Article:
Children's Literature Reviews for Teaching History

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Wednesday, January 12, 2011

Fever 1793

Title: Fever 1793
Author: Laurie Halse Anderson
Category: Historical Fiction 

Topic: Yellow Fever Epidemic in Philadelphia
Grade Level: 4 and 5
Students:  Mostly strong readers with just a few struggling or reluctant readers
Rating by: Nancy Hniedziejko in Pennsylvania
See Nancy's excellent blog post about using the novel in her classes at:

Historically Accurate?
(4) Yes and also includes historical notes, primary sources, etc.
(3) Yes
(2) A few inaccurate or misleading portrayals
(1) Not a bit

An Engaging Story?
(4) Almost all students will beg to keep reading
(3) Most students will get caught up in the story
(2) Some students will read ahead by mistake
(1) Students will groan when the book is mentioned

Prompts Discussion?
(4) Students will still be talking about it in the hallway
(3) Will prompt discussion about major issues in the past as well as today
(2) Will prompt discussion about the characters and the events in the book
(1) Will not prompt discussion

(4) Everyone - even the most reluctant readers – can get on board
(3) Can be used for a whole class read (Used as a read aloud together)
(2) Can only be used with a small high-powered reading group
(1) Recommend only to students that love reading

Age Appropriate Content?
____Too mature
_X__Just right
____Too simplistic

Amazon's Product Description:
"During the summer of 1793, Mattie Cook lives above the family coffee shop with her widowed mother and grandfather. Mattie spends her days avoiding chores and making plans to turn the family business into the finest Philadelphia has ever seen. But then the fever breaks out.
Disease sweeps the streets, destroying everything in its path and turning Mattie's world upside down. At her feverish mother's insistence, Mattie flees the city with her grandfather. But she soon discovers that the sickness is everywhere, and Mattie must learn quickly how to survive in a city turned frantic with disease."

Link to Reviews on Amazon
Link to the website of the author: Laurie Halse Anderson
Link to A Primary Source about the Yellow Fever Epidemic
Buy this book from your local bookstore via Indie Bound


  1. I had great success with this story during a summer book club. My students had fun acting out the symptoms of yellow fever. We also played games dealing with the book's theme, characters, etc. Those who didn't answer questions on time "got" the next phase of yellow fever. Gruesome and just what middle schoolers like!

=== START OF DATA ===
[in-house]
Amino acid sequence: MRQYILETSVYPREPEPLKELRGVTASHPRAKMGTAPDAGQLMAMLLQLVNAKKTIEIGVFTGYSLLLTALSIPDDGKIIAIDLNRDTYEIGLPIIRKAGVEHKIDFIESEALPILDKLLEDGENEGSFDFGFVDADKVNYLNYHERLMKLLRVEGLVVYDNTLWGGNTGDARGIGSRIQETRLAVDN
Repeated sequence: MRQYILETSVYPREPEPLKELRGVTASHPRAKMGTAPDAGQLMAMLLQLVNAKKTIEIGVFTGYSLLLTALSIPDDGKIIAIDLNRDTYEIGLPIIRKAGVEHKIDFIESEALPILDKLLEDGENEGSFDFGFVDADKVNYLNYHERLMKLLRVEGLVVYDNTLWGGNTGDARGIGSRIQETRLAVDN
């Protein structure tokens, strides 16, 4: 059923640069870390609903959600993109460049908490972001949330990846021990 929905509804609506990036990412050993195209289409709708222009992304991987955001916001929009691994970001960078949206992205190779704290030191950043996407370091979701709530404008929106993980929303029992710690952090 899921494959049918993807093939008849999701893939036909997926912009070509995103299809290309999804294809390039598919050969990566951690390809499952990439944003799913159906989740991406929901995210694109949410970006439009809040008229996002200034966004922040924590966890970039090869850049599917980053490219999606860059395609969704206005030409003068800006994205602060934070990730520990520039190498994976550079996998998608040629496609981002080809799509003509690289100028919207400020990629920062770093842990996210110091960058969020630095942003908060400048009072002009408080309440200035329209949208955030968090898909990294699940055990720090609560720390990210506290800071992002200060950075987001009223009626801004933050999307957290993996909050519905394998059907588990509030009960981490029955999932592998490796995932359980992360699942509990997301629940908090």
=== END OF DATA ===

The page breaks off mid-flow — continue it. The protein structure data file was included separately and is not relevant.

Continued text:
2. Thanks for your comment. That sounds like a great book club! I love the middle school attraction to the grotesque. It makes everything so fun!

  3. This story is very dark but I enjoyed it!

  4. I'm glad you liked it! It certainly is dark. Historical fiction has that challenge of needing to accurately capture the suffering of the past while not being so depressing that no one reads it. A tricky balance.

  5. I am a Technology Integration Specialist and had a chance to work with middle schoolers that read either Fever, 1793 or Chains (also by Laurie Halse Anderson). The students created scrapbook pages based on the characters and then uploaded them to VoiceThread. Students explained their pages and commented on each other pages. We were also lucky enough to have some experts from museums and research institutes comment. If you are interested, you can view the projects at:
    I agree with the comments above, students tore through this book and loved the disgusting parts. *grin*

  6. Wow. I just took a look at the Voice Thread projects. Fabulous! The scrapbook page is such a great way for students to process key parts of the book and the media format is so cool. I love that the students were able to get a wide range of feedback on their work. What a way to give their work meaning!

    And, if you have a chance, I'd love it if you would rate Chains for the site. That's another great book that it'd be good to spread the word about.

    Thanks so much for your comment! And for the inspiration!